This blog post will talk about the vintage beers of the last century, why many people collect them, and why some vintage beers sell for a lot of money.
What are Vintage Beers?
Interestingly, there is no set definition for what qualifies as a vintage beer. Generally speaking, anything that was bottled more than ten years ago is eligible, but some collectors might consider anything from the 1950s or earlier to be genuinely vintage. And while certain styles of beer (such as IPAs) tend to age better than others, any brand or type can become a coveted vintage bottle given enough time.
But as a general rule of thumb, vintage beers are beers that have shown further development of their flavor, texture, and aroma after an extended period of time.
Why People Collect Vintage Beers
There are many reasons why people collect vintage beers. Some collectors are interested in the history of a certain brand or brewery. In contrast, others may be more interested in the specific brewing process used to make a particular type of beer.
Some appreciate the unique flavor profile that can only be found in older brews, while others simply enjoy the challenge of tracking down rare or hard-to-find varieties. In some cases, collectors will pay top dollar for particularly prized bottles of vintage beer.
Why Vintage Beers Can Sell For So Much Money
Because there are fewer vintage beers on the market today (due to both waning popularity and changes in brewing technology), those that remain tend to be quite rare—and thus highly sought after by collectors. Bottle condition is also key: since these beers have been aging for so long, any off-flavors or oxidation will likely have had time to mellow out significantly. This makes for an altogether smoother drinking experience than with most modern beers.
Because the market for vintage beers is so niche, almost any bottle can sell for a considerable amount of money. For example, a bottle of Nail Brewing’s Antarctic Nail Ale sold at an auction for over $800. While most beers won’t reach these heights, they often command higher prices than their modern counterparts.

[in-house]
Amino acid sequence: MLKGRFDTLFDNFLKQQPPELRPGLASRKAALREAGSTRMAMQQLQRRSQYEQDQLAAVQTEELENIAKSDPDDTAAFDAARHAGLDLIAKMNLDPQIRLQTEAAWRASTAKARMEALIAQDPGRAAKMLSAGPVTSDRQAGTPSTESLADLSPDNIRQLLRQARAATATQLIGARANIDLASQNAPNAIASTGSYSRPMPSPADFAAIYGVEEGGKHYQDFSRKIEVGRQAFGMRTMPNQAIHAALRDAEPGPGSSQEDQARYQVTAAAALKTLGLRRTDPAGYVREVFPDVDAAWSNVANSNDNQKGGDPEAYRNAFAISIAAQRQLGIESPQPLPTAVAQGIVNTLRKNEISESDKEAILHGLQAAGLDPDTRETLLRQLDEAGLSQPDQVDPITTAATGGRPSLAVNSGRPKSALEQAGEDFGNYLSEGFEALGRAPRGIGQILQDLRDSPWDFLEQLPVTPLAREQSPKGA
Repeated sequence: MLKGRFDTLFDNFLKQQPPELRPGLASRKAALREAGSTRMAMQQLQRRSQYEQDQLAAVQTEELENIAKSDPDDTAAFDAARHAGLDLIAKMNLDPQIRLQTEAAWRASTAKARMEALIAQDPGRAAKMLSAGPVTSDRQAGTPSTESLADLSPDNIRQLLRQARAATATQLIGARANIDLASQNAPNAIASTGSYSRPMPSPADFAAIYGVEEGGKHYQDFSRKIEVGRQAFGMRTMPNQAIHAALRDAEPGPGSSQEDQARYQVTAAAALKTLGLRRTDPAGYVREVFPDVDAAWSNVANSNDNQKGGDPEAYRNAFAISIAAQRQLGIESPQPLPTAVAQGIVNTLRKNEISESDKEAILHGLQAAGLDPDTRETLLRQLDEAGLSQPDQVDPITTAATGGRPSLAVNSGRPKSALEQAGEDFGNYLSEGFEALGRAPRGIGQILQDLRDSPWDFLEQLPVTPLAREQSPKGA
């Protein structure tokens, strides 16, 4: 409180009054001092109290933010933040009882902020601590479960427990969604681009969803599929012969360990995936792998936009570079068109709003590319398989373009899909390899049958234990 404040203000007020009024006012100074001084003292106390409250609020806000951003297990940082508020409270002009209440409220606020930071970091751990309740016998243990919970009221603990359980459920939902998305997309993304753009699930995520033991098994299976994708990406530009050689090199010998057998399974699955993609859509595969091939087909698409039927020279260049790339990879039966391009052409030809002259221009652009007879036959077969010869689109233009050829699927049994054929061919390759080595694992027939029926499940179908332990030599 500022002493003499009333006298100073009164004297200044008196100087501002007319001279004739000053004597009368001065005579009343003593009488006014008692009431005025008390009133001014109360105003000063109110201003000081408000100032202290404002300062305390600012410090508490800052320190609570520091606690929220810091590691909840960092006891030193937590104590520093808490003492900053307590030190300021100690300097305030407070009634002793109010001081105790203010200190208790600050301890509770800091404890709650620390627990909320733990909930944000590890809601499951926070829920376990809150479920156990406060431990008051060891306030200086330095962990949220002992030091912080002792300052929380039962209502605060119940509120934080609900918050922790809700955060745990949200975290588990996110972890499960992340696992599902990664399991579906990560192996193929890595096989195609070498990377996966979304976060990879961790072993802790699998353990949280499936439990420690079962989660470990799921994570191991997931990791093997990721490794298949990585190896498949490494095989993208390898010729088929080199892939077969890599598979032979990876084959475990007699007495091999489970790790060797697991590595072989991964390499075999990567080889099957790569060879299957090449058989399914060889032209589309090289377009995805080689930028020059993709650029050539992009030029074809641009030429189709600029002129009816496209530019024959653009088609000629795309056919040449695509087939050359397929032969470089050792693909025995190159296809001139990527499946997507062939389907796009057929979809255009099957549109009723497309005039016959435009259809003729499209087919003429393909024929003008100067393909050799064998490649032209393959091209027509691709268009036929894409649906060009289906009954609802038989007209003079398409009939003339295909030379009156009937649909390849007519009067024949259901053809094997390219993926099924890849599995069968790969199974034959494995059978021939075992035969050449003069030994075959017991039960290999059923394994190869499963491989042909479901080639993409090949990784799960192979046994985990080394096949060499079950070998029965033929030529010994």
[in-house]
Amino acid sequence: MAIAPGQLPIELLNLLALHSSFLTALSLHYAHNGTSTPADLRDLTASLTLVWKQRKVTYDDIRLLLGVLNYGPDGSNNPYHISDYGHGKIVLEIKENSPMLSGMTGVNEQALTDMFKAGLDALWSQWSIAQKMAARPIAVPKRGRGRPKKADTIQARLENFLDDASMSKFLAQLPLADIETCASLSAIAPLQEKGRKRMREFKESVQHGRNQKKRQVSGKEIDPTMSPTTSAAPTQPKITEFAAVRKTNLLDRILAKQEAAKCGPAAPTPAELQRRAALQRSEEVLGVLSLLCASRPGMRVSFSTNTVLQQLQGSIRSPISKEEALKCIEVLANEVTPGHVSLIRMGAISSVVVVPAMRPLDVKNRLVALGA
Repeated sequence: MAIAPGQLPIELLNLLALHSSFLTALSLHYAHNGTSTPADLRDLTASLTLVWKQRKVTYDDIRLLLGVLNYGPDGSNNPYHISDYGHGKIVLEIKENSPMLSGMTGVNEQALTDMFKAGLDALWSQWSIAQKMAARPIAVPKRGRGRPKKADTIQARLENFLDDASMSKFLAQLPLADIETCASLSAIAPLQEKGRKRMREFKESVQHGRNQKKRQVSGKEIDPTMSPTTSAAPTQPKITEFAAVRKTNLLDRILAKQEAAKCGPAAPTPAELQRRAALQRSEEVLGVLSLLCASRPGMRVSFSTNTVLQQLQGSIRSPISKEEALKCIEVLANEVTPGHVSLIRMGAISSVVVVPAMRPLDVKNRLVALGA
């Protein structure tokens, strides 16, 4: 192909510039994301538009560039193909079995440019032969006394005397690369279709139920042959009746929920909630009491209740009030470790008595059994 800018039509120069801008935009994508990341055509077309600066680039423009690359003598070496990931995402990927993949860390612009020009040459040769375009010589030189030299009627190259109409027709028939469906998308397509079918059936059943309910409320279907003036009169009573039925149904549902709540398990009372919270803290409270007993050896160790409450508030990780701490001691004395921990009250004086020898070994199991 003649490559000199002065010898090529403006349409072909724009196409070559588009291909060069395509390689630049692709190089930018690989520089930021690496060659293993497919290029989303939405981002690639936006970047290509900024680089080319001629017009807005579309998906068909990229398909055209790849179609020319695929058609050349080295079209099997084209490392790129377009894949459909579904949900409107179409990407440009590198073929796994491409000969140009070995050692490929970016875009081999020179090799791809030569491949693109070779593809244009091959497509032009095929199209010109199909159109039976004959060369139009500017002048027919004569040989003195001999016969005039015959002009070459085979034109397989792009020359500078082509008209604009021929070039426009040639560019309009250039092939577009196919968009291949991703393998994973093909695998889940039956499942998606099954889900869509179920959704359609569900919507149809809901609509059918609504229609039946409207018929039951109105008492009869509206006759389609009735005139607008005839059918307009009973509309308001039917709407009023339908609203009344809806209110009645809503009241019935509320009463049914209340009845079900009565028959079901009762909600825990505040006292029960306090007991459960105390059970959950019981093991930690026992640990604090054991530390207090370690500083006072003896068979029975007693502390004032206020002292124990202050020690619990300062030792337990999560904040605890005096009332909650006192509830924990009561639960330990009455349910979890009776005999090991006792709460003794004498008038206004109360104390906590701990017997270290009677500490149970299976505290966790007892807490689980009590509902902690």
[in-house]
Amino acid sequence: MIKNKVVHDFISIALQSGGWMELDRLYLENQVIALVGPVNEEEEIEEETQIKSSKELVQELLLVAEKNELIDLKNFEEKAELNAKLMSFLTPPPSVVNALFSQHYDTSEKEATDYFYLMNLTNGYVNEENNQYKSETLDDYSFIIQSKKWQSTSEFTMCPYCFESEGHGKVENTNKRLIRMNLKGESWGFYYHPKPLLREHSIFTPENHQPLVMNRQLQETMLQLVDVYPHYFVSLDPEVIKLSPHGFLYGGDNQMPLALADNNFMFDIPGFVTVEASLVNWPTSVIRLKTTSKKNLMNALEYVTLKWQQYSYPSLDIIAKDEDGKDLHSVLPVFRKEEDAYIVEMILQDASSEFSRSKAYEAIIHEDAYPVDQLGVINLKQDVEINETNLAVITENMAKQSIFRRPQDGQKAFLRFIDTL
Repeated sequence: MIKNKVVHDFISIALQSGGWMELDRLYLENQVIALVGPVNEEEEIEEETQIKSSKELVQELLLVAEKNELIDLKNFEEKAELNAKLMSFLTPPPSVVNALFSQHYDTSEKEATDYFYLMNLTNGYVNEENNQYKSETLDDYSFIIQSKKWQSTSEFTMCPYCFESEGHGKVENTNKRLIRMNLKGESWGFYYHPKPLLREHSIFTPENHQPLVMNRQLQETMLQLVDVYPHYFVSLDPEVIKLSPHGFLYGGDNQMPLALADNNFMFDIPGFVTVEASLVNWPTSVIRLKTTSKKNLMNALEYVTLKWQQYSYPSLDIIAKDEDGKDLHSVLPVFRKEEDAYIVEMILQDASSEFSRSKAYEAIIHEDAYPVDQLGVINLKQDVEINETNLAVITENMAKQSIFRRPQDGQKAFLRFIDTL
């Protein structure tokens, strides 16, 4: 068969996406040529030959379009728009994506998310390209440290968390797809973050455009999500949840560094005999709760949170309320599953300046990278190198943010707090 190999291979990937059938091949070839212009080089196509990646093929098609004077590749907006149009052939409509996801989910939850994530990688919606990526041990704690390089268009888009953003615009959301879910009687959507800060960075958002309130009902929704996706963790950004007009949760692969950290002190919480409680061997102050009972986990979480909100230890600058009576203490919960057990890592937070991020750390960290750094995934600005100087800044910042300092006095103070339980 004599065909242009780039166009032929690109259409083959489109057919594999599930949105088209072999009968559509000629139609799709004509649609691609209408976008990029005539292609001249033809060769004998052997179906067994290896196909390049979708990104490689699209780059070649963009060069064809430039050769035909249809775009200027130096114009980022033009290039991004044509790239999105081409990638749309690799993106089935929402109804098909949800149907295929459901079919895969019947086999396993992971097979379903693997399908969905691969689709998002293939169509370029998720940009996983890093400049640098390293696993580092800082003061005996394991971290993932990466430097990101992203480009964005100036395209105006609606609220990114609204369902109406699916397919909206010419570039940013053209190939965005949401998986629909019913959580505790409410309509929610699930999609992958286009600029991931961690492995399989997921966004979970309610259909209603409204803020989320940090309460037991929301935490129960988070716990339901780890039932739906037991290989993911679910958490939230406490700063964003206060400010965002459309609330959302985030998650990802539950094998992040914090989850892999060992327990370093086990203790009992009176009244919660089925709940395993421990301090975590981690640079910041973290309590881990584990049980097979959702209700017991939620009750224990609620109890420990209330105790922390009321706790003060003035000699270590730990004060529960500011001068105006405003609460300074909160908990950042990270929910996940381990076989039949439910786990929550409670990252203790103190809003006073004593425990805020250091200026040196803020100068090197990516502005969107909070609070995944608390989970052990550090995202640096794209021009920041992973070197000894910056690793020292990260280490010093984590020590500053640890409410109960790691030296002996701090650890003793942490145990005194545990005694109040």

Some of the Most Sought-After Vintage Beers
Here are some of the most sought-after vintage beers of the last century that are considered prized possessions for any collector or enthusiast.
1902 King’s Ale
The King’s Ale is an English ale brewed in 1902 with the help of the newly crowned King Edward VII. A total of 400 casks containing as much as 36 gallons were brewed, and after a few years between 1905 to 1929, the ale was released to independent bottlers for the public to finally taste.
In 1977, the most recent batch of the King’s Ale was issued to the public. All the remaining beer was rebottled, recorked, and reprinted for this special issue. Today, the pre-1977 version of the King’s Ale can be purchased for as high as £200 for the magnum size. The 1977 version, on the other hand, can go as high up as £80 for the quart-sized bottles.
1929 Prince’s Ale
Similar to the 1902 King’s Ale, the 1929 Prince’s Ale was started by British royalty. Then Prince of Wales, Edward VIII was behind the mash for this vintage beer that was sold to the open market just a year after its brewing. The 1929 bottles were labeled with the seal of the Prince of Wales, the three feathers. Today, this vintage beer can be purchased for as much as £80 for the quart-sized bottles with the red seal wax still intact.
1997 Fuller’s Vintage Ale
Fuller’s Vintage Ale collection is a yearly ale that is brewed by English brewer Fuller. The 1997 edition of this collection was the very first that was ever brewed. Fuller brews this collection with ageability in mind. They want their products to appreciate and develop more robust flavors and aromas over time.
The 1997 edition of the Fuller’s Vintage Ale Collection can sell for as much as $300 for one bottle. Fuller promises that their yearly brews grow better and more flavorful over time. The most recent edition of the collection sells for as low as $8 a bottle. This just shows how much importance is given to this collection as it ages over time.
Many breweries have released their own versions of vintage beers. For the most part, these creations are inspired by the classic beverages that were brewed before they began business, and a few others even produce unique ales to be enjoyed now or in years to come. Today’s brewers often reflect on those who came before them and the craft and techniques they developed to produce some of their best beers.
Remember, these beers are only going to get more and more valuable as time goes on, so if you've been holding onto a bottle of vintage beer of your own, it might be time to start thinking about what to do with them!
Even if you only have bottles of vintage beers left, you can still enjoy the labels as an investment and for use as decor. Many people collect these labels and stickers, and there is an actual market for these kinds of things. You can check out some antique vintage liquor and beer labels in our shop.
There are still plenty of vintage beers that we haven't had the chance to talk about here. How about you? Tell us about your favorite vintage beer in the comments below.